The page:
Two questions arise in regard to fraudulent statements of opinion. The first question involves the dividing line between statements of fact and opinion. The second question concerns the liability of one who fraudulently expresses what is confessedly an opinion in order to induce action by the other party. Closely analogous questions arise in the law of warranty 15 concerning the liability of a seller who makes statements in regard to goods which may be regarded as matters of opinion. The dividing line separating statements of fact from statements of opinion is confessedly hard to draw. In a doubtful case the determination of it is one of fact for the jury.16 The question to be determined is whether the speaker must properly have been understood as asserting absolutely the truth of his statements, or only a belief that the facts corresponded with his statements. In determining this question, not simply the form of speech used but also the subject-matter of the remark must be considered. Any statement may be put in the form of an expression of opinion by the use of such words as "I think," or, "I believe." But even when statements positive in form are made, the hearer may often know perfectly well that the expression is necessarily one of opinion. Statements that things are "good," or "valuable," or "large," or "strong," necessarily involve to some extent an exercise of individual judgment, and even though made absolutely, the hearer must know, can only be based on the speaker's opinion.17 It is plain, however, that though the boundaries of quality asserted by such statements are indeterminate - often so indeterminate as necessarily to preclude relief - they cannot be Btretched indefinitely. A false statement that "the mill is doing well" when the mill was hopelessly insolvent, was rightly held an actionable fraud.18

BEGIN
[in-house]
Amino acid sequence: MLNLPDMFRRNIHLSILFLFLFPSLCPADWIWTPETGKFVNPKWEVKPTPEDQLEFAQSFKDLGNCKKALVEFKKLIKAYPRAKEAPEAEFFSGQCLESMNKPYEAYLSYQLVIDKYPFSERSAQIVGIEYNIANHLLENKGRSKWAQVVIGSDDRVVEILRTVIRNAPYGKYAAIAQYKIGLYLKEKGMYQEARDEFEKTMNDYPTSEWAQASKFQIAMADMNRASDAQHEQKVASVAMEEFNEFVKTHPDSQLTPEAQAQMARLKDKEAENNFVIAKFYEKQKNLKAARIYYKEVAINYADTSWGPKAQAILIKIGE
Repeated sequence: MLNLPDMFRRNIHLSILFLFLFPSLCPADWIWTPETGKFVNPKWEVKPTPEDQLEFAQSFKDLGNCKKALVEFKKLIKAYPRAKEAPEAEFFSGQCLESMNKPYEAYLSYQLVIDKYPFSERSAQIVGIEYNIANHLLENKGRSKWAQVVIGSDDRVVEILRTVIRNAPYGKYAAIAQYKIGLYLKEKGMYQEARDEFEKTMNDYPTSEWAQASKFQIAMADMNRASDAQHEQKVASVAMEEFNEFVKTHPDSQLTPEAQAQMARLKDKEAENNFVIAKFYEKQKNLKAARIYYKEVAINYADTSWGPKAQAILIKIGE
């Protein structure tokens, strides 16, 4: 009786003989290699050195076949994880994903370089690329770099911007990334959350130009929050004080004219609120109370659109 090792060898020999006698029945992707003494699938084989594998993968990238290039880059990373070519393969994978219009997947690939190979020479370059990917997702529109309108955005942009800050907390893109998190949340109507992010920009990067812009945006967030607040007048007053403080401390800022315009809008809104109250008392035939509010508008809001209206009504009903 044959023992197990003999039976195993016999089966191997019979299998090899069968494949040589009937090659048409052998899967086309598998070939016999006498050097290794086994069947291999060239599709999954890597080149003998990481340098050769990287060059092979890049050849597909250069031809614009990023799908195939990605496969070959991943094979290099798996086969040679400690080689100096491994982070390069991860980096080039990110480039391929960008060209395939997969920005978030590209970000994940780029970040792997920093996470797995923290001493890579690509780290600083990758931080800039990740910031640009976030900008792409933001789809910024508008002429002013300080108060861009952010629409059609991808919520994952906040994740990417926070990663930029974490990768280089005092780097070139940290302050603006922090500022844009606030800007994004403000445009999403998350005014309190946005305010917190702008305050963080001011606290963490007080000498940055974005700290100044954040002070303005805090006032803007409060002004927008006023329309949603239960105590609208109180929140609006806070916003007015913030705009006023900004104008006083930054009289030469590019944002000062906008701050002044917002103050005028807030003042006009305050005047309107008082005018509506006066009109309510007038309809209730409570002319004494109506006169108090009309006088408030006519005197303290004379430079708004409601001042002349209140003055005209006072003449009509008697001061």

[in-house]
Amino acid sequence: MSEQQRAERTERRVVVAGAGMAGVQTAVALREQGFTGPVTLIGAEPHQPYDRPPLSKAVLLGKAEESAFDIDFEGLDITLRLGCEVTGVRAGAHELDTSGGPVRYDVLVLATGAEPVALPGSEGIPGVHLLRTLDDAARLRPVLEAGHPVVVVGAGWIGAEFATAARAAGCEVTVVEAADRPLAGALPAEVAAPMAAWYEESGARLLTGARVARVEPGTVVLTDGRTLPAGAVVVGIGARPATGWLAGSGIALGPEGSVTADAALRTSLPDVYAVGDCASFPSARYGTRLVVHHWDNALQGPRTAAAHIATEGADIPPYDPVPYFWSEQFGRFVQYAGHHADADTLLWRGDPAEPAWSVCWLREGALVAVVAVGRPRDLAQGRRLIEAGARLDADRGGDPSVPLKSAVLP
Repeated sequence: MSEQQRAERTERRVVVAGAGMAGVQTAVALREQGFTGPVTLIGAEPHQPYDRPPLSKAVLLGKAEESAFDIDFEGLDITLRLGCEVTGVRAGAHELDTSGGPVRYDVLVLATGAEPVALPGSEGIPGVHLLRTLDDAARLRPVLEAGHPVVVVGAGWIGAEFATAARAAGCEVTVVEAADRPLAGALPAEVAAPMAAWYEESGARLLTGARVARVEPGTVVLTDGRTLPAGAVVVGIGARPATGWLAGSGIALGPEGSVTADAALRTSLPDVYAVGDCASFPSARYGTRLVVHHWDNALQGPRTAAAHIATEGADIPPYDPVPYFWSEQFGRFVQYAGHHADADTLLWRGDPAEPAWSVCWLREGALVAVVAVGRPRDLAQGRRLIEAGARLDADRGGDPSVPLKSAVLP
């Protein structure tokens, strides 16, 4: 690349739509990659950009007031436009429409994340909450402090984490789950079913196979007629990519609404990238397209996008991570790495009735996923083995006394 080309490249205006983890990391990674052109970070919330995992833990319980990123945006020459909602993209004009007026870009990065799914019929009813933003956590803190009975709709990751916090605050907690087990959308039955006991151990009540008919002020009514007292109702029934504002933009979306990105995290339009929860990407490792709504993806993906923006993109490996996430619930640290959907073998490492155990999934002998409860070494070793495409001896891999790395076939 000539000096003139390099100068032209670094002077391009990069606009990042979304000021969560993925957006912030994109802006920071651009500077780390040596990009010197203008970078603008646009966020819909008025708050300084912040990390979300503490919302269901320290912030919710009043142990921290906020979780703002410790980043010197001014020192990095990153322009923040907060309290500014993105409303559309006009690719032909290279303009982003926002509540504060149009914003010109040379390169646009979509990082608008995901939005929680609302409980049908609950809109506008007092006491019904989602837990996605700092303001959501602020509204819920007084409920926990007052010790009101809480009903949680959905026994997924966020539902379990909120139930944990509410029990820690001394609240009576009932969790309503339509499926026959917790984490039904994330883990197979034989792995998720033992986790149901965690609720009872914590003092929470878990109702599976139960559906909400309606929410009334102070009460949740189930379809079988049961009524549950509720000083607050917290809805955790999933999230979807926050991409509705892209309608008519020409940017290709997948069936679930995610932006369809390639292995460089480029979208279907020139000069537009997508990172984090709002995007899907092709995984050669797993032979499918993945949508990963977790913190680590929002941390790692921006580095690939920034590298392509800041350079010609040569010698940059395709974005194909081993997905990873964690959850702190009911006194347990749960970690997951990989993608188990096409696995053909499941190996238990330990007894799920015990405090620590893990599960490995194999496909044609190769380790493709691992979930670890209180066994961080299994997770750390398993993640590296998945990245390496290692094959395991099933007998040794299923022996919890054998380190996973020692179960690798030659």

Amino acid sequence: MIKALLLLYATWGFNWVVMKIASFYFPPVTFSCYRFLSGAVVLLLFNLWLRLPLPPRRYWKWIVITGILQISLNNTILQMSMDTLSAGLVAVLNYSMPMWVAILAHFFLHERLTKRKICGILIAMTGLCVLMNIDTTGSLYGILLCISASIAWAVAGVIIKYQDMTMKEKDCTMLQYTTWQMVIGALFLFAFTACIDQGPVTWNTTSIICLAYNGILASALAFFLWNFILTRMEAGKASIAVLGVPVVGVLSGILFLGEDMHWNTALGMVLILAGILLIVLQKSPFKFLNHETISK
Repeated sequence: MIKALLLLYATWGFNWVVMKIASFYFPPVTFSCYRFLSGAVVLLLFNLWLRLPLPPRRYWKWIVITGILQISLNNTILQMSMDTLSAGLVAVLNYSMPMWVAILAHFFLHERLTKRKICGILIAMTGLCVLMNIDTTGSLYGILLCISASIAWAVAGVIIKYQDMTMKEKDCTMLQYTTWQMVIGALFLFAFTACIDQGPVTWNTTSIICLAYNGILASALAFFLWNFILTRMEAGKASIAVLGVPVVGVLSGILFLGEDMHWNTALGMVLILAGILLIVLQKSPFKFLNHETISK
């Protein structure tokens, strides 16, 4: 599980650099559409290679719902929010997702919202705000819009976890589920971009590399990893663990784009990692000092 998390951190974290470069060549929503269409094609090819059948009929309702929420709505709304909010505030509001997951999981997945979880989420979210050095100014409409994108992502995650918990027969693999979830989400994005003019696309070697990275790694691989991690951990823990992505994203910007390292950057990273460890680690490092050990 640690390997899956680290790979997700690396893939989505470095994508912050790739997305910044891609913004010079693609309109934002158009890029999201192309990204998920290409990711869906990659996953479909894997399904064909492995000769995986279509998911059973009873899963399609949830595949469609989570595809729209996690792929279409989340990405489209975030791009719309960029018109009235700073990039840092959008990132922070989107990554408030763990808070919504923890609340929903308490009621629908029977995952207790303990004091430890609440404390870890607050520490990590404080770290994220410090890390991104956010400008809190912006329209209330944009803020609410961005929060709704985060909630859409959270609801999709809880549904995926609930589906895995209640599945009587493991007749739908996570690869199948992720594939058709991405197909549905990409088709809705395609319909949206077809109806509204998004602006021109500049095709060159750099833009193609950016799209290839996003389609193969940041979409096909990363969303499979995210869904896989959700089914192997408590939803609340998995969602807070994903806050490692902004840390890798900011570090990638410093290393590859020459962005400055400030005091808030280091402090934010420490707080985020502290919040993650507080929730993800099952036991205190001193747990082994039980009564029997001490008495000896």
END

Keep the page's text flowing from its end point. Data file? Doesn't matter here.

74 Me. 470, and Davis v. Davis, 97 Mich. 419, 66 N. W. 774, seem better. 14 Smith v. Kay, 7 H. L. C. 750; Wagner p. National life Ins. Co., 90 Fed. 395, 33 C. C. A. 121; Brown v.
Search, 131 Wis. 109, 111 N. W. 210.
15 See mpra, Sec. 971.
16 Dawson v. Graham, 48 Iowa, 378; Kimball v. Bangs, 144 Mass. 321, 11 N. E. 113.